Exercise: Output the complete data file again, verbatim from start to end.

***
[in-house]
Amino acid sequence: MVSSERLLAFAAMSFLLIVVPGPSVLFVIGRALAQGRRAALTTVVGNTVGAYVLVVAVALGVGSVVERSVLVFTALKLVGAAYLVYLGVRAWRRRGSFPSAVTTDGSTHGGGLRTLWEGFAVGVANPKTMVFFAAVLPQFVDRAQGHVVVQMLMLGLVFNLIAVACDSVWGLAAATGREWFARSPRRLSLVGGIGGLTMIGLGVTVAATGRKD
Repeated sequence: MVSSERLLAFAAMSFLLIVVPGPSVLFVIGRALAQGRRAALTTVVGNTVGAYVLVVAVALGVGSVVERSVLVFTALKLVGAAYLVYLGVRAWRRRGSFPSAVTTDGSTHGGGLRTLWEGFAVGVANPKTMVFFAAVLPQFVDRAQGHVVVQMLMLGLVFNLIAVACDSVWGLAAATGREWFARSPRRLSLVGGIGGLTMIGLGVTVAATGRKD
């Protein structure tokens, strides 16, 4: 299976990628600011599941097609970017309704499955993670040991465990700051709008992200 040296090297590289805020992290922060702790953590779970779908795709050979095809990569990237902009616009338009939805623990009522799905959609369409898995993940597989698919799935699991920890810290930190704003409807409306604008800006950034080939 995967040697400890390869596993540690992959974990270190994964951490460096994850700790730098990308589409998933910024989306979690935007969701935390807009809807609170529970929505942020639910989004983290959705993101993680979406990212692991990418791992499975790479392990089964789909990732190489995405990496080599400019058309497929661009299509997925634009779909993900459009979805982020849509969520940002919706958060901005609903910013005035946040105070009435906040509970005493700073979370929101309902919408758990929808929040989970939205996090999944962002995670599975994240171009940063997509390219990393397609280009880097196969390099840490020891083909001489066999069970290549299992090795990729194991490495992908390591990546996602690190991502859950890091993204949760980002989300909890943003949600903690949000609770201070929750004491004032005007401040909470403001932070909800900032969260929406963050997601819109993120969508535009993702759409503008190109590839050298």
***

[in-house]
Amino acid sequence: MVSSERLLAFAAMSFLLIVVPGPSVLFVIGRALAQGRRAALTTVVGNTVGAYVLVVAVALGVGSVVERSVLVFTALKLVGAAYLVYLGVRAWRRRGSFPSAVTTDGSTHGGGLRTLWEGFAVGVANPKTMVFFAAVLPQFVDRAQGHVVVQMLMLGLVFNLIAVACDSVWGLAAATGREWFARSPRRLSLVGGIGGLTMIGLGVTVAATGRKD
Repeated sequence: MVSSERLLAFAAMSFLLIVVPGPSVLFVIGRALAQGRRAALTTVVGNTVGAYVLVVAVALGVGSVVERSVLVFTALKLVGAAYLVYLGVRAWRRRGSFPSAVTTDGSTHGGGLRTLWEGFAVGVANPKTMVFFAAVLPQFVDRAQGHVVVQMLMLGLVFNLIAVACDSVWGLAAATGREWFARSPRRLSLVGGIGGLTMIGLGVTVAATGRKD
């Protein structure tokens, strides 16, 4: 299976990628600011599941097609970017309704499955993670040991465990700051709008992200 040296090297590289805020992290922060702790953590779970779908795709050979095809990569990237902009616009338009939805623990009522799905959609369409898995993940597989698919799935699991920890810290930190704003409807409306604008800006950034080939 995967040697400890390869596993540690992959974990270190994964951490460096994850700790730098990308589409998933910024989306979690935007969701935390807009809807609170529970929505942020639910989004983290959705993101993680979406990212692991990418791992499975790479392990089964789909990732190489995405990496080599400019058309497929661009299509997925634009779909993900459009979805982020849509969520940002919706958060901005609903910013005035946040105070009435906040509970005493700073979370929101309902919408758990929808929040989970939205996090999944962002995670599975994240171009940063997509390219990393397609280009880097196969390099840490020891083909001489066999069970290549299992090795990729194991490495992908390591990546996602690190991502859950890091993204949760980002989300909890943003949600903690949000609770201070929750004491004032005007401040909470403001932070909800900032969260929406963050997601819109993120969508535009993702759409503008190109590839050298």